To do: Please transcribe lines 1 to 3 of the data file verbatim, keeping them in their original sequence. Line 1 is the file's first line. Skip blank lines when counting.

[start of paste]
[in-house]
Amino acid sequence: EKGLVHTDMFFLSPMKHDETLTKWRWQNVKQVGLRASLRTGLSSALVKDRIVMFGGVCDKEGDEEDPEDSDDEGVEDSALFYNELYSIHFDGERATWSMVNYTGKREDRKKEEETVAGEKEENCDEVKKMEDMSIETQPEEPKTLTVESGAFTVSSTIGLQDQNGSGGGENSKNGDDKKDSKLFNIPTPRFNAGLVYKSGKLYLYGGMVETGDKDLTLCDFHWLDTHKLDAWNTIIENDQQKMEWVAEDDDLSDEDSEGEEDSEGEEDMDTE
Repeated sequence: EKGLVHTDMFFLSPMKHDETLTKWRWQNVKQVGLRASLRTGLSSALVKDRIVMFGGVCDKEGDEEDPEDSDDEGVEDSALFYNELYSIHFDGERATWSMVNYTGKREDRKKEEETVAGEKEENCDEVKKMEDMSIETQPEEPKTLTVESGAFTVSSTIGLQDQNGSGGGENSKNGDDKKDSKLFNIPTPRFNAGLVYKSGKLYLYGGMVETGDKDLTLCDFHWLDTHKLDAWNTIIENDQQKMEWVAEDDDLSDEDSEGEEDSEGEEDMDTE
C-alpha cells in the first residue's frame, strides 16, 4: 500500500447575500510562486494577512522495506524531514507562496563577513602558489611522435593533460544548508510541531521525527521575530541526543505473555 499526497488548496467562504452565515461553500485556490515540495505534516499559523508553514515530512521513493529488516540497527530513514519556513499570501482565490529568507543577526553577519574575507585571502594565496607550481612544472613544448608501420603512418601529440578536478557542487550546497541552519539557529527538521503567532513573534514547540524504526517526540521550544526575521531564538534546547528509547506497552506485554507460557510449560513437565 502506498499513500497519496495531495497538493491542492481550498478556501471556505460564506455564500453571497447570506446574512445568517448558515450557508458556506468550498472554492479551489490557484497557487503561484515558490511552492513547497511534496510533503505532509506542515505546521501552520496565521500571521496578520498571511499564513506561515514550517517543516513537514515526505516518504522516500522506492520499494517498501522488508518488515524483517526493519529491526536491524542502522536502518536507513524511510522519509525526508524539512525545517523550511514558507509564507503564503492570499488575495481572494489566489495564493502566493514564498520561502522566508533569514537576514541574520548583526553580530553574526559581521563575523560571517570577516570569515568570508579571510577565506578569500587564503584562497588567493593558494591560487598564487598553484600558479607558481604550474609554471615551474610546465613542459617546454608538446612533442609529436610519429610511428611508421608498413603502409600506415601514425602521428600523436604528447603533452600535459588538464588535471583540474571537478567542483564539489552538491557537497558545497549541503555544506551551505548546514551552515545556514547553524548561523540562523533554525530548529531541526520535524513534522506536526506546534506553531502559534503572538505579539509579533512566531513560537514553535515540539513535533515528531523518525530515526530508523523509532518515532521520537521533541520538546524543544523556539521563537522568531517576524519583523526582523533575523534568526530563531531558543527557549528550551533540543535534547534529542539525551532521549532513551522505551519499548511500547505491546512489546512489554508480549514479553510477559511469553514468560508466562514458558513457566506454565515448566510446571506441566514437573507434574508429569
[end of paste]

[in-house]
Amino acid sequence: EKGLVHTDMFFLSPMKHDETLTKWRWQNVKQVGLRASLRTGLSSALVKDRIVMFGGVCDKEGDEEDPEDSDDEGVEDSALFYNELYSIHFDGERATWSMVNYTGKREDRKKEEETVAGEKEENCDEVKKMEDMSIETQPEEPKTLTVESGAFTVSSTIGLQDQNGSGGGENSKNGDDKKDSKLFNIPTPRFNAGLVYKSGKLYLYGGMVETGDKDLTLCDFHWLDTHKLDAWNTIIENDQQKMEWVAEDDDLSDEDSEGEEDSEGEEDMDTE
Repeated sequence: EKGLVHTDMFFLSPMKHDETLTKWRWQNVKQVGLRASLRTGLSSALVKDRIVMFGGVCDKEGDEEDPEDSDDEGVEDSALFYNELYSIHFDGERATWSMVNYTGKREDRKKEEETVAGEKEENCDEVKKMEDMSIETQPEEPKTLTVESGAFTVSSTIGLQDQNGSGGGENSKNGDDKKDSKLFNIPTPRFNAGLVYKSGKLYLYGGMVETGDKDLTLCDFHWLDTHKLDAWNTIIENDQQKMEWVAEDDDLSDEDSEGEEDSEGEEDMDTE